Material For Banking Interview Preparation 12
Interview Preparation Material Set 11 is here. Have a look
IBPS-PO/Clerk Interview Preparation Material : Set-12
1. FCNR Accounts:
Foreign Currency Non-Resident accounts are the ones that are maintained by the NRIs in foreign currencies like USD, DM, and GBP etc. The account is a term deposit with interest rates linked to the international rates of interest of the respective currencies.
This is when a person has a minus figure in their account. It can be authorized (agreed to in advance or retrospect) or unauthorized (where the bank has not agreed to the overdraft either because the account holder represents too great a risk to lend to in this way or because the account holder has not asked for an overdraft facility).
3. NRE Accounts:
Non-Resident External accounts are the ones in which NRIs remit money in any permitted foreign currency and the remittance is converted to Indian rupees for credit to NRE accounts. The accounts can be in the form of current, saving, FDs, recurring deposits. The interest rates and other terms of these accounts are as per the RBI directives.
4. Security for Loans:
Where large loans are required the lending institution often needs to have a guarantee that the loan will be paid back. This takes the form of a large item of capital outlay (typically a house) which is owned or partly owned and the amount owned is at least equivalent to the loan required.
5. Time Deposit:
Time deposit is a money deposit at a banking institution that cannot be withdrawn for a certain “term” or period of time. When the term is over it can be withdrawn or it can be held for another term.
6. Composite credit / loan :
Credit is the main input for sustained growth of small scale sector and its availability continues to be a matter of concern. Credit provided for fixed asset is called long term credit and credit provided for running the industry’s day to day requirements is called short-term or working capital. Provision of credit by banks and financial institutions for working capital and fixed capital of micro and small enterprises is called as composite credit.
Government encourages banks to provide composite credit to micro and small enterprises. In the year 2000, the composite loan limit was Rs.25 lakhs which has increased to Rs. 1 crore in 2004. Under Composite Loan Scheme, the SSI units can obtain working capital and term loan together from a single agency.
The composite loan scheme is subject to following parameters
1. The debt equity ratio should be 3 : 1 in the total project outlay after taking into account the amount of investment / incentives available for project.
2. Margin requirement for all backward areas in state is 25%, and for other areas and municipal limits of cities of State is 30%.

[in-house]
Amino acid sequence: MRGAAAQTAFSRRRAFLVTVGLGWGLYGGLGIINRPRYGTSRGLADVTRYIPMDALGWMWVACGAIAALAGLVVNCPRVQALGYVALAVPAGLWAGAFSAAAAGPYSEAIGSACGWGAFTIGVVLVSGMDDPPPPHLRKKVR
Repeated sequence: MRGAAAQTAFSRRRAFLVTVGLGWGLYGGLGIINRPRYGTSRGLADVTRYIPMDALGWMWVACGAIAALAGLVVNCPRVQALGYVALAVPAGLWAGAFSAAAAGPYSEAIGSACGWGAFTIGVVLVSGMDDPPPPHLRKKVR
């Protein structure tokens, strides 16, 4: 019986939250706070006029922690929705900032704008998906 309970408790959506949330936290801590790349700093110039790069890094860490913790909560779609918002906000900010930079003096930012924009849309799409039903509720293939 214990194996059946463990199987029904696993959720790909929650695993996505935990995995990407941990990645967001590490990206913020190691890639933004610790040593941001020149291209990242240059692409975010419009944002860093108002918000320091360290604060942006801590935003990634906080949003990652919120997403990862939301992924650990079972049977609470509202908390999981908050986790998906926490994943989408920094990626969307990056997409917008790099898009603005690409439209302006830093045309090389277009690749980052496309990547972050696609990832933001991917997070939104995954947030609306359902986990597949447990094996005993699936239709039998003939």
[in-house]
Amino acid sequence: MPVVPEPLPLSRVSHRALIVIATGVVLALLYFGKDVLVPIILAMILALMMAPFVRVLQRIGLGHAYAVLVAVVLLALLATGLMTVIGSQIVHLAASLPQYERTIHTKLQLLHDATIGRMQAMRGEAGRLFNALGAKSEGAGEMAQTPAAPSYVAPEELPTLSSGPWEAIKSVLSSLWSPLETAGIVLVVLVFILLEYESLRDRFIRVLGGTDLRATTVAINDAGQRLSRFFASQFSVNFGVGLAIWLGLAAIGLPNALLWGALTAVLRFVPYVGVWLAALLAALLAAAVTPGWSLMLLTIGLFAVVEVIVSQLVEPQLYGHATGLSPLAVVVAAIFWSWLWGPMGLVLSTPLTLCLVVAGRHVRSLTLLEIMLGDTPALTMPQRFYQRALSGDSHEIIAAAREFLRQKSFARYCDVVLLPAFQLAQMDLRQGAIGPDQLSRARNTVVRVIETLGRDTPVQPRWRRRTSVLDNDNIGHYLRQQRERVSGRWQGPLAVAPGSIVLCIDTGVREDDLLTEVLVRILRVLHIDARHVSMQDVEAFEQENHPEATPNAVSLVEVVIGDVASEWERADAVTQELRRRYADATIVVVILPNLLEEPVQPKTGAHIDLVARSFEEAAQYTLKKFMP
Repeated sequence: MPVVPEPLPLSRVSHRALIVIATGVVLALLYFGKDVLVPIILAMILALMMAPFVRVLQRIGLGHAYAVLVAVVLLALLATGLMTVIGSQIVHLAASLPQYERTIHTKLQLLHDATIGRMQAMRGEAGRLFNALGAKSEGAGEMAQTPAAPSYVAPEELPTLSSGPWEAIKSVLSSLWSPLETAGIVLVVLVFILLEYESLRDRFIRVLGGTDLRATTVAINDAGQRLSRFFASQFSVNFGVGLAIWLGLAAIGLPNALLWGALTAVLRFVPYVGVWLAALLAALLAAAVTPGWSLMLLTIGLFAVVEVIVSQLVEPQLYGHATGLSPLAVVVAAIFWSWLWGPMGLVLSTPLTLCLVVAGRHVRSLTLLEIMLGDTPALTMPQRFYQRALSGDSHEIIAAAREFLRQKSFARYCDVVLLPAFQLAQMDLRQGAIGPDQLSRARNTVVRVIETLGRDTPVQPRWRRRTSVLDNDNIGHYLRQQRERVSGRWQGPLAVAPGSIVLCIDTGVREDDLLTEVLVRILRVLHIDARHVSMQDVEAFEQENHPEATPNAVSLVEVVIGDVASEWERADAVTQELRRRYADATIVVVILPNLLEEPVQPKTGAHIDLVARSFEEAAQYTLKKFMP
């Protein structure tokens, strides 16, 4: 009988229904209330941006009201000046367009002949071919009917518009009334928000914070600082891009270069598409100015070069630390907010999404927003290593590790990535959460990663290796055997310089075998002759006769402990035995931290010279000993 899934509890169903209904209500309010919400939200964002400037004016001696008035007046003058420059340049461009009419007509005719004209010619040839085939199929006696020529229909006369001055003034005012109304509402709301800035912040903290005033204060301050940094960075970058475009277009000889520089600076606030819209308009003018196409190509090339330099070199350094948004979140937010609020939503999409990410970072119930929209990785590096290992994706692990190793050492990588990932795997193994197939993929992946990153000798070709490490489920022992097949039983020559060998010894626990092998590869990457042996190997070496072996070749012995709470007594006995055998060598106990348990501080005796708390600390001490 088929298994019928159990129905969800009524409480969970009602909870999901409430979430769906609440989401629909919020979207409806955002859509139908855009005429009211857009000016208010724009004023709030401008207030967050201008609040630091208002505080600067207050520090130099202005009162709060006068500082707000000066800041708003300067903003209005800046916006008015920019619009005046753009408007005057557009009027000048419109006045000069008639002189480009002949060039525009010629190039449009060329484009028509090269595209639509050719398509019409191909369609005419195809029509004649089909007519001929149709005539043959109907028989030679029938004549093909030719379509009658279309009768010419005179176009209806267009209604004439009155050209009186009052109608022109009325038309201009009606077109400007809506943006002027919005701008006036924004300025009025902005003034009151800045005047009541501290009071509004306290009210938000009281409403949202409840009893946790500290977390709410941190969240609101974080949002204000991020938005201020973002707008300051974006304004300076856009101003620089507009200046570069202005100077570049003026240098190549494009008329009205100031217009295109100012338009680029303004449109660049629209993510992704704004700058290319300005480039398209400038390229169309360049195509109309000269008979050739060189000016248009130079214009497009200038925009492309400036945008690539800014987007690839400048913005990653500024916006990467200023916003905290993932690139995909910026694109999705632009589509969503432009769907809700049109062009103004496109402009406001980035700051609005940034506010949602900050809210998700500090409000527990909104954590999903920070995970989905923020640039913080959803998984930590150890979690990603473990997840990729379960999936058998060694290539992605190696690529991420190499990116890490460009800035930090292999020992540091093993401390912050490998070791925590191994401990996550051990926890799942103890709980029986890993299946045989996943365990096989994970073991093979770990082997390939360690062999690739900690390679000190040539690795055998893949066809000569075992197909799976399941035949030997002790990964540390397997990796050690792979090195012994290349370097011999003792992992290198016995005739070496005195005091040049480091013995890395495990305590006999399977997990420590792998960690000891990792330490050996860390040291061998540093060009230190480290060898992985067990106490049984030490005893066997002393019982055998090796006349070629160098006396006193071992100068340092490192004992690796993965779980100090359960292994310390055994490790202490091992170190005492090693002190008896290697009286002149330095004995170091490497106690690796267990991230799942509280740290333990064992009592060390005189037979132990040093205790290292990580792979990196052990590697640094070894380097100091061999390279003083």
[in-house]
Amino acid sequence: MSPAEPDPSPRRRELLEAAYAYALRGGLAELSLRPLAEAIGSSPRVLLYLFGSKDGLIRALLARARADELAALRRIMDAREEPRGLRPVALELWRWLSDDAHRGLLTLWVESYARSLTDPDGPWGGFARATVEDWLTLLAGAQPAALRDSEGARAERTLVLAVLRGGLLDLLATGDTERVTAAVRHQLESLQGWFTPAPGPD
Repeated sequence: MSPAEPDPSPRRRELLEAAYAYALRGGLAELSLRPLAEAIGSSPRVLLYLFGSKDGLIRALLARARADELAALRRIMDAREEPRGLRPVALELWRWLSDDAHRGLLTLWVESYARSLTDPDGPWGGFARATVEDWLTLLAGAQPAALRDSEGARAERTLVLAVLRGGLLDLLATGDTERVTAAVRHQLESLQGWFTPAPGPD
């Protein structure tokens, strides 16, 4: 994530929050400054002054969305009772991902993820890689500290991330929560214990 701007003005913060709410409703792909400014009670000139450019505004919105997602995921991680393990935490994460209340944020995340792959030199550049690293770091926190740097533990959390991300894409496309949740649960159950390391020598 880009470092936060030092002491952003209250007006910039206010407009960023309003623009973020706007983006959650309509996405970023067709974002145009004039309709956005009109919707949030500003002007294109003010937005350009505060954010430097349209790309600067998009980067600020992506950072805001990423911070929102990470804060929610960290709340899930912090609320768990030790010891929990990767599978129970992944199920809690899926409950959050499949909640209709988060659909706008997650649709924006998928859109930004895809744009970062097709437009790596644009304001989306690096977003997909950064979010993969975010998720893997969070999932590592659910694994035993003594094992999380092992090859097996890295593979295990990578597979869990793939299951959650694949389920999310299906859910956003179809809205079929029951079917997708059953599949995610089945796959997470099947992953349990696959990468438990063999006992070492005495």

3. The State Financial Corporation (SFC) will have first charge on fixed assets and hypothecation of current assets. It may also ask for collateral security against Working Capital Loan.
Bancassurance refers to the distribution of insurance products and the insurance policies of insurance companies which may be life policies or non-life policies like home insurance – car insurance, medi-policies and others, by banks as corporate agents through their branches located in different parts of the country by charging a fee.
8. Brick & Mortar Banking :
Brick and Mortar Banking refers to traditional system of banking done only in a fixed branch premises made of brick and mortar. Now there are banking channels like ATM, Internet Banking, tele banking etc.
9. Consumer Protection Act :
It is implemented from 1987 to enforce consumer rights through a simple legal procedure. Banks also are covered under the Act. A consumer can file complaint for deficiency of service with Consumer District Forum for amounts up to Rs.20 Lacs in District Court, and for amounts above Rs.20 Lacs to Rs.1 Crore in State Commission and for amounts above Rs.1 Crore in National Commission.
10. Core Banking Solutions (CBS) :
Core Banking Solutions is a buzz word in Indian banking at present, where branches of the bank are connected to a central host and the customers of connected branches can do banking at any breach with core banking facility.
11. Crossing of Cheques:
Crossing refers to drawing two parallel lines across the face of the cheque. A crossed cheque cannot be paid in cash across the counter, and is to be paid through a bank either by transfer, collection or clearing. A general crossing means that cheque can be paid through any bank and a special crossing, where the name of a bank is indicated on the cheque, can be paid only through the named bank.
Frequently asked Questions No 1
Frequently asked Questions No 2
Frequently asked Questions No 3
Frequently asked Questions No 4
Frequently Asked Questions No 5
Frequently Asked Questions No 6
Frequently ASked Questions No 7
Frequently Asked Questions no 8
Frequently Asked Questions No 9
Frequently ASked Questions No 10
Frequently Asked Questions No 11
Frequently Asked Questions No 12
Frequently Asked Questions No 13 (letter of credit)
Frequently Asked Questions No 14